Sunday Poem–Rain


It’s raining! It’s raining!

It has not rained in more than a month.

I run out the door,

spreading my arms skyward.

I laugh out loud, dancing in the rain.

A smile smears joyfully across my face.

I run across the patio,

rain drops pelleting my face, my arms.

I laugh out loud, dancing in the rain.

My dog stands, rivulets of rain running off her.

Lightning explodes, thunder booms bass,

the steel roof plays staccato music.

I laugh out loud, dancing in the rain.

IMG_1578

From my book “On the Rim of Wonder”.  This poem holds true today.  After a summer with lots of rain, it quit.  It is very dry with a high danger of wildfires now that the summer vegetation has dried, perfect fuel.

 

Dear Monarch Butterfly


IMG_2874

Saturday I discovered your chrysalis underneath the top of a disintegrating cable spool by the red and green barn.  At first I remained uncertain about you.  Were you really a monarch?

Then I thought, “This is too late; you won’t survive,”

I checked the weather. There is hope.  No freeze until late Thursday night.

By Monday evening your chrysalis had turned a dark green transparency; I could see hints of your wings inside.

When I looked Tuesday after horse feeding, you were out, unmoving, wings folded, your chrysalis a hollow shell.

I checked you twice last evening.  Still by your chrysalis, opening and closing your wings.

Becoming really worried, knowing a cold front was coming, I puzzled what to do, keep you inside the barn, leave barn doors open, what?

This morning you had moved to the edge of the spool top.  Today’s wind and warmth might inspire you to take your journey south; I could only hope, placed you where you could fly away easily.

When I fed the horses at five today, you were gone.

Relieved, I wish you a safe journey to Michoacan.

 

 

 

 

 

Silence


IMG_2674

Eerie.  Silence.  Fixed dinner, took it out on the patio, sat down.  Realized I could hear myself chewing–pasta, not celery or carrots, pasta.  What?!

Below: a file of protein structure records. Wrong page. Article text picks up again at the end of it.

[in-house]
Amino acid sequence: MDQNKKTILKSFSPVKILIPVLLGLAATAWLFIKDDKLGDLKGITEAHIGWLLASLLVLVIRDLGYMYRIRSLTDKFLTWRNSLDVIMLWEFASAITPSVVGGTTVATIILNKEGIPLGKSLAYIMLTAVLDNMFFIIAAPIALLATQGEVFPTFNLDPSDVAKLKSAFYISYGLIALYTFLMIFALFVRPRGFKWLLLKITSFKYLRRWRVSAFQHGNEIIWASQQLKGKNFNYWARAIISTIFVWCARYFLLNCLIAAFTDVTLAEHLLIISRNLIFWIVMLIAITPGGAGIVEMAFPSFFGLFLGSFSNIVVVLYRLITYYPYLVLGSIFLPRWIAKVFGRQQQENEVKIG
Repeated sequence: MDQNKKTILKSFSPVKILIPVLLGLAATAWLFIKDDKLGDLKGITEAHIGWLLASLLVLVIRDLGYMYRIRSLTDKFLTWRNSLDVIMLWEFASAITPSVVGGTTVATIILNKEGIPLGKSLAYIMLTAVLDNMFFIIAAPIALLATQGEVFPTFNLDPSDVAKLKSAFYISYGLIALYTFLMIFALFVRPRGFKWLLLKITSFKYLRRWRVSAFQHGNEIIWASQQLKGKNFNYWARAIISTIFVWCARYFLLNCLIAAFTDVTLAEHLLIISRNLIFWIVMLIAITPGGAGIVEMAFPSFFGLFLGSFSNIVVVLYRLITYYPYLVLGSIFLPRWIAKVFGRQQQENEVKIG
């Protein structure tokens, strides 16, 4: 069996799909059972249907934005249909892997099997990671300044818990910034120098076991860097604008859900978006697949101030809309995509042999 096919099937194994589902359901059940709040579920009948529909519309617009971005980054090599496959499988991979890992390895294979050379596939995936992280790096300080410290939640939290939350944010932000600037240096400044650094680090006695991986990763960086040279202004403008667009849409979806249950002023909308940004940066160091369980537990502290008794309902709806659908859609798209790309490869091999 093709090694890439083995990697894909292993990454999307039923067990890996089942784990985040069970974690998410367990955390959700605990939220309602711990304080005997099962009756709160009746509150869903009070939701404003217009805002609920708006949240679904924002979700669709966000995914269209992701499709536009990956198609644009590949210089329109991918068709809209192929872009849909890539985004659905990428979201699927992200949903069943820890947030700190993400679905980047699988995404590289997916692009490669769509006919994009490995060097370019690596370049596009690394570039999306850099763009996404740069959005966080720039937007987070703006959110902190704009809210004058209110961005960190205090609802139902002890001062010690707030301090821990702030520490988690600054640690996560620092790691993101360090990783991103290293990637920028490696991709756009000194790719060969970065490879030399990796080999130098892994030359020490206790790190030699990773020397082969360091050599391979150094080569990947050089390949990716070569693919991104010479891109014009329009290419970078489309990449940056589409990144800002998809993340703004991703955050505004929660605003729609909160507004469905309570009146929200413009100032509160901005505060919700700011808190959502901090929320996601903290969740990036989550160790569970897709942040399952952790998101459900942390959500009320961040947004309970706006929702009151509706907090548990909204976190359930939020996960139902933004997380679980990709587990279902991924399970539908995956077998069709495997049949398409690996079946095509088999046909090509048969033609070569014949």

Stopped eating.  Listened. No insects chirping, no birds calling, no wind blowing.

Nothing.

Eerie.  Quiet, cloud covered sky.  No lightning, no thunder.

Nothing.

I looked for a tornado cloud, an explanation.  None.  This never occurs here.

The sound of no sound.

 

Rain


 

 

image

 

 

Early, in that land between wakefulness and dreams, it started to rain.  It rarely rains here in the morning; I thought I was dreaming.  Several hours later it is still raining.  Last night the weather forecaster said we are actually a little ahead of normal for the year, an unheard of event in recent years when endless drought reigned.  Because I am thinking none of  you who read my blog posts will believe it is really raining that much after reading numerous posts about drought, I decided to take some photos of the cloudiness and wet.

 

image

 

image

 

image

 

The following poem was written when it had not rained in a long time like this spring when it had not rained for months.  Now that is has started raining, it cannot seem to stop, certainly a better situation than several months ago when 50 houses in a nearby town burned down because of a giant wildfire.

 

 

 

It’s raining!  It’s raining!

It has not rained in more than a month.

I run out the door,

spreading my arms skyward.

I laugh out loud, dancing in the rain.

A smile smears joyfully across my face.

I run across the patio,

rain drops pelleting my face, my arms.

I laugh out loud, dancing in the rain.

My dog stands, rivulets of rain running off her.

Usually she hates rain.

Lightning explodes, thunder booms bass,

the steel roof plays staccato music.

I laugh out loud, dancing in the rain.

Panhandle Weather


After many rainless months, it decided to rain and won’t stop it.  Yesterday I wrote about a nice gentle rain, a rarity here.  Today came the deluge.  It rained over an inch in one hour.  The rain hit the west windows of my house so hard that at first I thought it was hail.  When I watched, it looked like a giant bucket of water poured on them continuously.  Then the water falls started.  When I first moved here nearly six years ago, a lot of rain brought only one giant waterfall most of the time.  More recently a lady built a house closer than I would like.  She cleared off a lot of native grass, various native bushes, and a number of juniper trees.  Even with the grass she planted, water runs off her property onto mine in a little river.  It runs so rapidly it is creating a small arroyo which gets deeper each time it rains.  Since they predict thunderstorms for the next few days, if it keeps this up we might have a chance to catch up a little on the rain.  Hopefully, next time the rain will flow more gently.  When it gushes like this afternoon and evening, rocks, dirt, debris wash onto my drive.  After the first round of rain, dirt lay more than an inch deep in some places and rocks lay scattered about.  I managed to clean off the worst of the dirt before the rain began again.